The twists in the ongoing broken McDonald’s ice cream machine saga are more winding than the curves in the soft serve the machines in question are supposed to produce. The New York Times reports on the latest details in the battle between McDonald’s and the startup Kytch, the latter of which is claiming that McDonald’s is in cahoots with ice cream machine manufacturer Taylor Company to libel Kytch and steal its ice cream machine technology. Kytch is suing McDonald’s, seeking $900 million in damages.
McDonald’s broken ice cream machines are so notorious that there’s even a website, McBroken.com, that tracks in real time how many of the chain’s machines are down at any given moment (at the time of publication, 13% of all machines were broken). This site was recently taken over by Jack in the Box to promote a deal on milkshakes—“Don’t get McShammed,” the banner copy now reads.
As we previously wrote, the startup Kytch invented a device to help solve this problem, something that could be installed in Taylor Company machines to help workers identify and diagnose problems when the soft serve wasn’t serving. In 2020, McDonald’s told franchises that the Kytch device posed a physical safety risk and encouraged those locations to upgrade to Taylor’s latest model, the Shake Sundae Connectivity, which featured a built-in program that looked suspiciously similar to what Kytch was producing. It was then that Kytch sued Taylor, accusing the company of copying its ice cream machine device and sabotaging Kytch.
Back in November 2021, McDonald’s reached out to The Takeout with a statement: “There’s no conspiracy here—McDonald’s has never attempted to copy or steal Kytch’s technology.” This latest lawsuit implies that Kytch believes otherwise.
Earlier this month, a judge denied the injunction against Taylor, saying that there was no evidence that Taylor’s system “was built with or incorporates any Kytch trade secret,” The New York Times reports. Even before that ruling, the founders of Kytch decided to go straight to the top and sue McDonald’s, saying that the $900 million valuation is based on what Kytch would have been worth if McDonald’s hadn’t stopped using the product and scared off future customers.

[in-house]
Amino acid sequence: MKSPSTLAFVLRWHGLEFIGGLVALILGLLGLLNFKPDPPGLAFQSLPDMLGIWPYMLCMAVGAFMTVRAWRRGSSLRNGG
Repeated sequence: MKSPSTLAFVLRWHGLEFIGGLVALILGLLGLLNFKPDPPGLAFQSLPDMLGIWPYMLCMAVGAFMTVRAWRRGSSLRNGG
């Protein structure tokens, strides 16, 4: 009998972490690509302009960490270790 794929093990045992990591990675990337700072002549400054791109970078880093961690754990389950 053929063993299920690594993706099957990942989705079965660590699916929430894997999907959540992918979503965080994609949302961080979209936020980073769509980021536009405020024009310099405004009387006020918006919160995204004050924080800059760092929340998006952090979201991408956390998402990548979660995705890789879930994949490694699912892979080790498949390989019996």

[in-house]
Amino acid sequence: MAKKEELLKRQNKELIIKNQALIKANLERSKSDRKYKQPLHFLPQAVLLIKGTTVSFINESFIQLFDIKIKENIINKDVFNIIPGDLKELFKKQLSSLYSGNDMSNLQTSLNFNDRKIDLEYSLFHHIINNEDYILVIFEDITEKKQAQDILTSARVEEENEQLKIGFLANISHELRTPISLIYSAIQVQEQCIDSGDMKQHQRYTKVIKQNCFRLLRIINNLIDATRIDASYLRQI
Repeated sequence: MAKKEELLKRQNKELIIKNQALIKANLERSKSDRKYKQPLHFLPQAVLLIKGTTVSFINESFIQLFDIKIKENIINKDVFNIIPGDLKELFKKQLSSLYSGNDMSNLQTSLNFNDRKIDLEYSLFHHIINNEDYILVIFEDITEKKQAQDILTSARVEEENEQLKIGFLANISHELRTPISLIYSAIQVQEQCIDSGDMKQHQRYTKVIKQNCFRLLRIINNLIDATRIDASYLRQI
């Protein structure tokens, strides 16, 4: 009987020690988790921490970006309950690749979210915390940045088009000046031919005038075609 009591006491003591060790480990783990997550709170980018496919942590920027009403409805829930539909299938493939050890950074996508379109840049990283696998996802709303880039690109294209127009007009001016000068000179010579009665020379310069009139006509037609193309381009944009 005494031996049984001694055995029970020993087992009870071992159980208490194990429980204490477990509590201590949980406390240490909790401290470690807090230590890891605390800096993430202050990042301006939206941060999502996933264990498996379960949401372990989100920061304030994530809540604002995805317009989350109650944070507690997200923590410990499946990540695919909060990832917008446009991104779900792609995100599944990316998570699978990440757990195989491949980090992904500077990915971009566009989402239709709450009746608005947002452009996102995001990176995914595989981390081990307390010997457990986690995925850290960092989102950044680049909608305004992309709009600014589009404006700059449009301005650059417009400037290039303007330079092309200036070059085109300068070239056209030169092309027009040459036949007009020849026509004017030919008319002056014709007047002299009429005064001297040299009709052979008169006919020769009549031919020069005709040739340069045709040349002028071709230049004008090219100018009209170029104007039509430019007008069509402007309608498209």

In the lawsuit, Kytch calls out McDonald’s for holding regular meetings with Taylor and franchise owners to figure out how to copy the technology in the Kytch device. The lawsuit also states that when Taylor machines break down at McDonald’s locations, those machines convey confusing messages that leave workers no choice but to call Taylor and pay for one of that company’s technicians to solve the problem, thereby putting more money into Taylor’s pocket.
McDonald’s of course denies it all, saying in a statement, “McDonald’s owes it to our customers, crew and franchisees to maintain our rigorous safety standards and work with fully vetted suppliers in that pursuit.”
Amid all this legal drama, McDonald’s fans are still left without answers to the most pressing question: “When will I get my damn vanilla cone already?!”
You can, as mentioned before, always check McBroken.com to see where the closest working machine is near you. But there is some legislation in the works in 25 states that might help fix machines faster. The bill getting the most attention is New York’s “Digital Fair Repair Act,” which would require manufacturers to make their diagnostic and repair information available to independent repair technicians and customers.
Can’t get a McFlurry? You’d be able to know why instead of just getting a blank stare back from the teen at the drive-thru. And that transparency, I suppose, would lead to more urgency in fixing these machines.
New legislation. A multimillion-dollar lawsuit. Extensive coverage in one of the most prestigious food publications out there (I’m referring to The Takeout, of course). We can’t wait for the inevitable HBO docuseries on this years-long ice cream drama.